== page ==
The Telegraph
Since 1st March, 1999
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Fodder for Ambani turf war

Mumbai, Feb. 12: The Mukesh and Anil Ambani camps will have to scramble to pitch flags and stake out exclusive territories in the areas that have been designated as free businesses under the terms of the trademark management agreement between them.

The agreement spells out a clear process for doing so ' and the group that moves first will get exclusive advantage over the new terrain at least for 10 years.

Under the terms of the agreement, the group that wishes to enter a particular area will first have to draw up a proposal and inform the other camp of its intention. That’s when the stakeout begins.

The non-compete pact lists the areas of free competition as infrastructure (except airports), retailing (except petroleum retailing), life sciences, fertilisers, software services and software products, business process outsourcing and a couple of areas in media and entertainment.

The areas under media and entertainment are content creation (movies, music, documentaries, television, short films, sports and games), production or ownership rights, physical distribution of content, print media, radio and television, theme parks, restaurants and amusement parks, and theatres, exhibitions and multiplexes.

“All trademarks and pending applications 'with respect for free businesses will .. vest with the group that shall enter the free business first,” says Section 4 on covenants in the trademarks agreement.

The trademarks agreement also spells out an elaborate procedure for intimation to the other group of the intention to enter a free business. “The notice shall specify broad parameters of the proposed business and state its bona fide intention to undertake such business,” says the agreement.

But just the intimation of intention won’t do; the group that moves first into a free business area has to demonstrate that it has taken “material steps for commencement of the business within a period of six months from the date of the notice”.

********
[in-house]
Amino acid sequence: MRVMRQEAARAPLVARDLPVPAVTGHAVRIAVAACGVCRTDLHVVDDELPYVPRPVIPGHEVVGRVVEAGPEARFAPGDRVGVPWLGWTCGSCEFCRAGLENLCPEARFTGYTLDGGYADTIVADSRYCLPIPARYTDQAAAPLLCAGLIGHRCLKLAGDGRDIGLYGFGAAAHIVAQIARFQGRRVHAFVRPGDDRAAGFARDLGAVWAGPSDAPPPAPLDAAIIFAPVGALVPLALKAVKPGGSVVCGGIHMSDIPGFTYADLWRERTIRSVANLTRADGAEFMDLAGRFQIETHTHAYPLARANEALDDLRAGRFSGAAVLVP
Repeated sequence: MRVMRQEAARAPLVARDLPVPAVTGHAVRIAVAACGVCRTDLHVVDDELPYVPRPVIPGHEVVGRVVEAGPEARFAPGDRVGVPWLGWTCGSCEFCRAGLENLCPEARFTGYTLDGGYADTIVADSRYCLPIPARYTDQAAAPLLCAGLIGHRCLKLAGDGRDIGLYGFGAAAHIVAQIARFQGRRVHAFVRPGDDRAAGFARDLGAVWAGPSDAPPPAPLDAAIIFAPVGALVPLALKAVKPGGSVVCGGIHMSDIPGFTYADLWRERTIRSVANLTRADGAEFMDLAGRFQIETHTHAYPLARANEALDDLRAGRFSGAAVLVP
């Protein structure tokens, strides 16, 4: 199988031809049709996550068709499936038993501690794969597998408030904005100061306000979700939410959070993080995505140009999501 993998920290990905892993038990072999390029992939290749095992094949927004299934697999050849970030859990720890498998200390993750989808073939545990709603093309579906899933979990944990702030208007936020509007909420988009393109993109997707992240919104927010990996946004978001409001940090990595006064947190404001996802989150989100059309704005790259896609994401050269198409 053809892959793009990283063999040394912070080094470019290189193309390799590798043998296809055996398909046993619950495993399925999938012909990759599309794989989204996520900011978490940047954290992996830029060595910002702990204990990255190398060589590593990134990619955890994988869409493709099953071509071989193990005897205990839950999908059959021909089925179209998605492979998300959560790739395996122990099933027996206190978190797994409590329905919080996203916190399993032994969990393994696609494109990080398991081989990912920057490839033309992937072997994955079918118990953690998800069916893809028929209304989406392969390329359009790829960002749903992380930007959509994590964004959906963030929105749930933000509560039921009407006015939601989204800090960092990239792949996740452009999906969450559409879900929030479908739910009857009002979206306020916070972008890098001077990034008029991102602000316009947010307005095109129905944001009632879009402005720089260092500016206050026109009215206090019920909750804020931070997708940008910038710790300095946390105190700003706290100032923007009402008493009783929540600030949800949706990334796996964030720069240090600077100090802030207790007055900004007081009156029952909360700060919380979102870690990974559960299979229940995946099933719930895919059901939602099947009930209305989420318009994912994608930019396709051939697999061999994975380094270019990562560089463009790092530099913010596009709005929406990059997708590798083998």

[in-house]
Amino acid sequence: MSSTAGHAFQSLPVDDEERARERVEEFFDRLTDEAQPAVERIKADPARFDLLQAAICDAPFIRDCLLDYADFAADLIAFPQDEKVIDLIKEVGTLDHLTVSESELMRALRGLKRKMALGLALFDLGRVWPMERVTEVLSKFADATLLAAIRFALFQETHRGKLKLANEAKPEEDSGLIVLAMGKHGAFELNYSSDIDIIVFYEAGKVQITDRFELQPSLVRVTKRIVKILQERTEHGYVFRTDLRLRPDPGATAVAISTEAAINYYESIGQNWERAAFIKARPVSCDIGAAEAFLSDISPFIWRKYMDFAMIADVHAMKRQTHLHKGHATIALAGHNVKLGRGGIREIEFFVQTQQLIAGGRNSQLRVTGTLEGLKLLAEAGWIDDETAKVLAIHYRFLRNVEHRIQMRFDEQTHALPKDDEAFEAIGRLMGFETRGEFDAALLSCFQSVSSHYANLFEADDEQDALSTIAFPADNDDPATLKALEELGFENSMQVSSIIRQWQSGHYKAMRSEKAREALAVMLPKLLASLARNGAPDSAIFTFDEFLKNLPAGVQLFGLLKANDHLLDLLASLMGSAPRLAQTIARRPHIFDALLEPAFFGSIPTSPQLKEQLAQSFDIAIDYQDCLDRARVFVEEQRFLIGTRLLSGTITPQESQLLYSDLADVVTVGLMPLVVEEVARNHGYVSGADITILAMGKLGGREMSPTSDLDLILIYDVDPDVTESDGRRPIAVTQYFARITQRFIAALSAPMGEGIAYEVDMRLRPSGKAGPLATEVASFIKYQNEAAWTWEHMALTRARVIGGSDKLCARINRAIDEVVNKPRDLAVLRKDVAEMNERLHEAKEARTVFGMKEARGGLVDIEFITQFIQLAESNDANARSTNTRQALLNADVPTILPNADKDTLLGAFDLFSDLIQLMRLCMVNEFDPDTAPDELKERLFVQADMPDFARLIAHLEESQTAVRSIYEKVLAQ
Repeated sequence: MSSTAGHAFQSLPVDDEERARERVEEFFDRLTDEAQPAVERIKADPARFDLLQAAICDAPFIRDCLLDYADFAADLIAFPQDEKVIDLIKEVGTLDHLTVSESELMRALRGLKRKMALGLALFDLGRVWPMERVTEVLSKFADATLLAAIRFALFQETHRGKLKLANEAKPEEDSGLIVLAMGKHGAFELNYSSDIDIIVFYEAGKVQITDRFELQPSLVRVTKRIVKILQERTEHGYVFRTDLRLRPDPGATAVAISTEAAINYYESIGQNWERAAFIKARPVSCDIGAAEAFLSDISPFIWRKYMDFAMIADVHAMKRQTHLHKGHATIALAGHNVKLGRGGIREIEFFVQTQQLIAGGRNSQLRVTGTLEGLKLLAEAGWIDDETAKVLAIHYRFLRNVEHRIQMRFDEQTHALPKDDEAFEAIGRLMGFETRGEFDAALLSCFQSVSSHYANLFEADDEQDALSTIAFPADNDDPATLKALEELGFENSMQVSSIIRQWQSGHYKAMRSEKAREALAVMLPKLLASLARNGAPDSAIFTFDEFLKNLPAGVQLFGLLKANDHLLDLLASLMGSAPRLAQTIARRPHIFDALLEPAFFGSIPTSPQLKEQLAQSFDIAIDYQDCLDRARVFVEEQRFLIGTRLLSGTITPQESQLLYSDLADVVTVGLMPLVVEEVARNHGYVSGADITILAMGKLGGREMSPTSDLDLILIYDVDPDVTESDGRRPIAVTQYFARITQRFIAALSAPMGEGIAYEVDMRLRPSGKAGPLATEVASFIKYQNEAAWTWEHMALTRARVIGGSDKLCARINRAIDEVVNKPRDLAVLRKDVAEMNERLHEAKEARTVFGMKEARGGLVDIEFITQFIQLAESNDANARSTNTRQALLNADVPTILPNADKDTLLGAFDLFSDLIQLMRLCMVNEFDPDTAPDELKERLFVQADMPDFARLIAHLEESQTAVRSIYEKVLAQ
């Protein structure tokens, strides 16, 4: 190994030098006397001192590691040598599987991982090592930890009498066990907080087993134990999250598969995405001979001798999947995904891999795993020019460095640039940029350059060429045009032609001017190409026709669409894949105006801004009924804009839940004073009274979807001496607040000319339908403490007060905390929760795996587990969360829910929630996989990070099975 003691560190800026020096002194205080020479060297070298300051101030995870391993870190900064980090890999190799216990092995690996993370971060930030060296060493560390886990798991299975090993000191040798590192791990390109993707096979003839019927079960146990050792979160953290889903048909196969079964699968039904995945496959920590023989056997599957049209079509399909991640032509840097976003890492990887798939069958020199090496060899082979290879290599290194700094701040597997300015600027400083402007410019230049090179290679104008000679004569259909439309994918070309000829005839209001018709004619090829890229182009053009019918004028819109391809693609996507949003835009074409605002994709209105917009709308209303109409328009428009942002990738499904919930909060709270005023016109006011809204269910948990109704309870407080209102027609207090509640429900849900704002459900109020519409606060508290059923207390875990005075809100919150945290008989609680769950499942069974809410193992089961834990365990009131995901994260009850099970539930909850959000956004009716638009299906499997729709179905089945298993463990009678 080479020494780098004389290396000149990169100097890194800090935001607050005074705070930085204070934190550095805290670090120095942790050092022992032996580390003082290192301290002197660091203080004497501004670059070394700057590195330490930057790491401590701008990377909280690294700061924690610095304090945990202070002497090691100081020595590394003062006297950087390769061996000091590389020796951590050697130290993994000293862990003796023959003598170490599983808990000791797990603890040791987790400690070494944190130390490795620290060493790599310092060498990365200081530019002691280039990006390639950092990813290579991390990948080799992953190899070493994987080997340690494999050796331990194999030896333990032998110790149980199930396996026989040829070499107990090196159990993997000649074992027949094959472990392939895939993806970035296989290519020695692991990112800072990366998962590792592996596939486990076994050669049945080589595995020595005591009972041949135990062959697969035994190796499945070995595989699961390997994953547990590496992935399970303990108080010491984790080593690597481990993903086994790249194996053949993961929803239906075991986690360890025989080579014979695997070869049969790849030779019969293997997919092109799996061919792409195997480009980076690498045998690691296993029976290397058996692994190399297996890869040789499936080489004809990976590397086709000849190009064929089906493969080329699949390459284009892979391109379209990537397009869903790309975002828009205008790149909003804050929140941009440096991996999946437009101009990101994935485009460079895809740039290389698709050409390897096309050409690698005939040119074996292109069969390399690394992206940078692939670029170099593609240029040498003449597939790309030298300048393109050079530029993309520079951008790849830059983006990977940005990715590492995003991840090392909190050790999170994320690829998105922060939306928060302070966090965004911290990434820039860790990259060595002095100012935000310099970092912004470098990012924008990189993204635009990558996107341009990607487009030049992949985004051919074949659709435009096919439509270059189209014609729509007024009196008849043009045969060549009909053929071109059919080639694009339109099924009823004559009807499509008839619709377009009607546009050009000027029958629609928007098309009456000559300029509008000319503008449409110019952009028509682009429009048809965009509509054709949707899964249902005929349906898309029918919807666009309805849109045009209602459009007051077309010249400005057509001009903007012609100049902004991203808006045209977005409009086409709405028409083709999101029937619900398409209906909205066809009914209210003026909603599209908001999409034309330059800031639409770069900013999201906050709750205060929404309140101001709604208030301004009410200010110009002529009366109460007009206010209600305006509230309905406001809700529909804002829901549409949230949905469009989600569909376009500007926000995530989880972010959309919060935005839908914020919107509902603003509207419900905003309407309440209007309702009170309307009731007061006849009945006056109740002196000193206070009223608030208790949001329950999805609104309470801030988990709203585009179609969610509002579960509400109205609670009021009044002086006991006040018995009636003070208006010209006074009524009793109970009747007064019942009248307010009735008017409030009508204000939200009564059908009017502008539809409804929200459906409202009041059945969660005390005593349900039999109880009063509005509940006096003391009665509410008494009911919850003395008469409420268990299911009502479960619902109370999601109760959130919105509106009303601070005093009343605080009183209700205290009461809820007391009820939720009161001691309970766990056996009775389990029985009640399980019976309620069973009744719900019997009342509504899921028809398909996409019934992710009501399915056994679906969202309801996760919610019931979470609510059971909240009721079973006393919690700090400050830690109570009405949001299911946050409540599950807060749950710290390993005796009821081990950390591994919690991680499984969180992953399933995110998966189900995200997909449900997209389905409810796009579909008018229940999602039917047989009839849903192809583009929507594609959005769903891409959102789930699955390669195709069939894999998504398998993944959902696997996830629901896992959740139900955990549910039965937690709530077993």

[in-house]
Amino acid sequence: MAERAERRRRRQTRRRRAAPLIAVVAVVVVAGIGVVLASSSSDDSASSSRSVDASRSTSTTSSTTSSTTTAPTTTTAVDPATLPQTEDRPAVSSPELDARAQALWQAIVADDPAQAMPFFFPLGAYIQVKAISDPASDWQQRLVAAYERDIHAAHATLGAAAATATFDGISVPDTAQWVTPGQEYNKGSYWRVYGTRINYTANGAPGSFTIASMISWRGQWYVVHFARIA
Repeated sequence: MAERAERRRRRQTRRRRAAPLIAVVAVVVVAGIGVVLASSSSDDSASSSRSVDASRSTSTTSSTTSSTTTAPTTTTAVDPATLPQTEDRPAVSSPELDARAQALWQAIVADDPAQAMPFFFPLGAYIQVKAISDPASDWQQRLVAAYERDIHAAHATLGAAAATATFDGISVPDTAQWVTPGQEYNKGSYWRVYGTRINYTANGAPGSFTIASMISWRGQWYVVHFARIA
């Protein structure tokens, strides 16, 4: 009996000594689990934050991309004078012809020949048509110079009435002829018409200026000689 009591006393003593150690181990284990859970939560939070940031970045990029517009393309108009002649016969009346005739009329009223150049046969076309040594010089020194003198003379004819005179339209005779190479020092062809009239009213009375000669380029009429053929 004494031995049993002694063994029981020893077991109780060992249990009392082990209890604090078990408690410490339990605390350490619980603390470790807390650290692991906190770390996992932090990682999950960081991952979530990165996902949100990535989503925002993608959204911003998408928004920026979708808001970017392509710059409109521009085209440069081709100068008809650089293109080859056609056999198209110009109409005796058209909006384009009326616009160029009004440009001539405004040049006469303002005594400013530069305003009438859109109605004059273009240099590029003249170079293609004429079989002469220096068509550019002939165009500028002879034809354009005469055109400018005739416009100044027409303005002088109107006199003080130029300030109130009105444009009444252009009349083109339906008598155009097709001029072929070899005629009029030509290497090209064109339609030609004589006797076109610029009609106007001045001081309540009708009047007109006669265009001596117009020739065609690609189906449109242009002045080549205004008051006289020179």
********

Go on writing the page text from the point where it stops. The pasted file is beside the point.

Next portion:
Neither side will be allowed to steal an idea as soon as it receives intimation of intention from the other group. “Parties ... agree and acknowledge that information provided to the other group' shall not be used in bad faith by the group to which information is provided,” says the agreement.

The agreement also spells out what it calls a “materiality test” to establish that the first mover has actually taken some concrete steps towards establishing the business and hasn’t tried to just stymie the other side.

If there is a dispute over whether the first mover has taken material steps to commence the new business in the six-month period, the matter will be referred to arbitrators who will appoint an expert to carry out a seven-point materiality test.

The seven factors the expert will consider are: (a) financial commitment and degree of financial closure; (b) application for or agreements entered into for financial closure; (c) number of new employees permanently engaged; (d) land which has been acquired for the purpose of the business; (e) the capital investment that has been made; (f) shareholders approvals, statutory and regulatory approvals and licences which have been obtained, and (g) public announcements which have been made and media campaigns in relation to the business.

The expert’s litmus test will consider any or all of these factors. The “any or all” phrase could become a source of some heartburn, but the agreement says the determination of the expert will be binding on all parties.

If the expert rules that the first group has failed to take material steps to further its proposed foray into a new business area, then the other side will get the opportunity to muscle into this segment and it won’t have to inform the other side of its intention.

Given the fractious relationship between the two sides, it doesn’t seem likely that either will be deterred by mere words and phrases in the agreements between them.

The two sides have already started bickering over the provisions of the three agreements covering non-competition, trademarks and gas supplies that define the nature of their future relationship and clearly demarcate the existing turf. But it won’t be long before even bigger fights break out over the stakeouts in new areas of business.

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